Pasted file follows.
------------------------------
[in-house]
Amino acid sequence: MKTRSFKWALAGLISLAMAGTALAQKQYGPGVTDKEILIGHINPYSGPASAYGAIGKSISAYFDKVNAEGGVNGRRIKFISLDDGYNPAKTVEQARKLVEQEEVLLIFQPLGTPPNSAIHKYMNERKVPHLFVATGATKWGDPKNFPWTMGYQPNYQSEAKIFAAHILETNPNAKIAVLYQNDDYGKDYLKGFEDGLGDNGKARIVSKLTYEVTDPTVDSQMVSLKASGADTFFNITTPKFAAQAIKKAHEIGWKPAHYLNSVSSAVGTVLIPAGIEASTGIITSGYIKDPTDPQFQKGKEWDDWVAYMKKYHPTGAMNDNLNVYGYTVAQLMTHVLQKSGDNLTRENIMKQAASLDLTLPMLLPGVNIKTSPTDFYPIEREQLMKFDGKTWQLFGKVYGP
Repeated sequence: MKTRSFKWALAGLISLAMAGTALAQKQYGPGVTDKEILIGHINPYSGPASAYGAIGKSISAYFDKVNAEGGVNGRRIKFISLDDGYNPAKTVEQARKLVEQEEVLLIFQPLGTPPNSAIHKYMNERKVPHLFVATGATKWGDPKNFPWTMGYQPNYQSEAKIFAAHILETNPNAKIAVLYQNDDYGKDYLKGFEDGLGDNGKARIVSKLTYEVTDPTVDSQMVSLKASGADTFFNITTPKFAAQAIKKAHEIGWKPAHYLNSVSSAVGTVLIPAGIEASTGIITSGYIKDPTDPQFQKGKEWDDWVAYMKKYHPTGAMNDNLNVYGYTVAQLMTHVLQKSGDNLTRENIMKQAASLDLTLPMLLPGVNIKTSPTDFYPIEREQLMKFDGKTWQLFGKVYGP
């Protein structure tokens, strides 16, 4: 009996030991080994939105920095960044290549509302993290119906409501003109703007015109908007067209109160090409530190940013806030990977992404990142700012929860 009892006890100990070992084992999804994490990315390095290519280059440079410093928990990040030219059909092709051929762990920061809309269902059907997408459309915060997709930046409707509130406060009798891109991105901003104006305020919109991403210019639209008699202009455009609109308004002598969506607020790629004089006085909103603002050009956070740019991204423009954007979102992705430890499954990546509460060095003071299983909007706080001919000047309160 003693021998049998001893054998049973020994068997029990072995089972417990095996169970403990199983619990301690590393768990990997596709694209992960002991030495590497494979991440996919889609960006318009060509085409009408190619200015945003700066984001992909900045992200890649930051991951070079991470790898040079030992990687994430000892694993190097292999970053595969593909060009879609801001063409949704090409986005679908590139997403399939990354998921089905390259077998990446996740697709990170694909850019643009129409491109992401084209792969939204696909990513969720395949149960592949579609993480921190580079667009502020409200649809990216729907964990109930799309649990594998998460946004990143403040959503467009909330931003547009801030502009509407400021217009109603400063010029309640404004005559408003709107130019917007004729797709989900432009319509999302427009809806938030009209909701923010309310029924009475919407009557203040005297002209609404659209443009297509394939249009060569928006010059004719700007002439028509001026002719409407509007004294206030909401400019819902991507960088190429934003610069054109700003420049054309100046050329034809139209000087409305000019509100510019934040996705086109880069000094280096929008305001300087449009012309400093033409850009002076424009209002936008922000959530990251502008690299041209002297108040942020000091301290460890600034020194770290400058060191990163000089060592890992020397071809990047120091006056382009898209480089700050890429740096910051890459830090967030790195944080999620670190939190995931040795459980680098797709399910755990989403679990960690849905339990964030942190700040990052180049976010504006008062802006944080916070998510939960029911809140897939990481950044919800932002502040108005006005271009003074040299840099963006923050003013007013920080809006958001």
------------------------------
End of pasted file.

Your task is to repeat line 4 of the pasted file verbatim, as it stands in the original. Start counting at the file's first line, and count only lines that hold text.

């Protein structure tokens, strides 16, 4: 009996030991080994939105920095960044290549509302993290119906409501003109703007015109908007067209109160090409530190940013806030990977992404990142700012929860 009892006890100990070992084992999804994490990315390095290519280059440079410093928990990040030219059909092709051929762990920061809309269902059907997408459309915060997709930046409707509130406060009798891109991105901003104006305020919109991403210019639209008699202009455009609109308004002598969506607020790629004089006085909103603002050009956070740019991204423009954007979102992705430890499954990546509460060095003071299983909007706080001919000047309160 003693021998049998001893054998049973020994068997029990072995089972417990095996169970403990199983619990301690590393768990990997596709694209992960002991030495590497494979991440996919889609960006318009060509085409009408190619200015945003700066984001992909900045992200890649930051991951070079991470790898040079030992990687994430000892694993190097292999970053595969593909060009879609801001063409949704090409986005679908590139997403399939990354998921089905390259077998990446996740697709990170694909850019643009129409491109992401084209792969939204696909990513969720395949149960592949579609993480921190580079667009502020409200649809990216729907964990109930799309649990594998998460946004990143403040959503467009909330931003547009801030502009509407400021217009109603400063010029309640404004005559408003709107130019917007004729797709989900432009319509999302427009809806938030009209909701923010309310029924009475919407009557203040005297002209609404659209443009297509394939249009060569928006010059004719700007002439028509001026002719409407509007004294206030909401400019819902991507960088190429934003610069054109700003420049054309100046050329034809139209000087409305000019509100510019934040996705086109880069000094280096929008305001300087449009012309400093033409850009002076424009209002936008922000959530990251502008690299041209002297108040942020000091301290460890600034020194770290400058060191990163000089060592890992020397071809990047120091006056382009898209480089700050890429740096910051890459830090967030790195944080999620670190939190995931040795459980680098797709399910755990989403679990960690849905339990964030942190700040990052180049976010504006008062802006944080916070998510939960029911809140897939990481950044919800932002502040108005006005271009003074040299840099963006923050003013007013920080809006958001």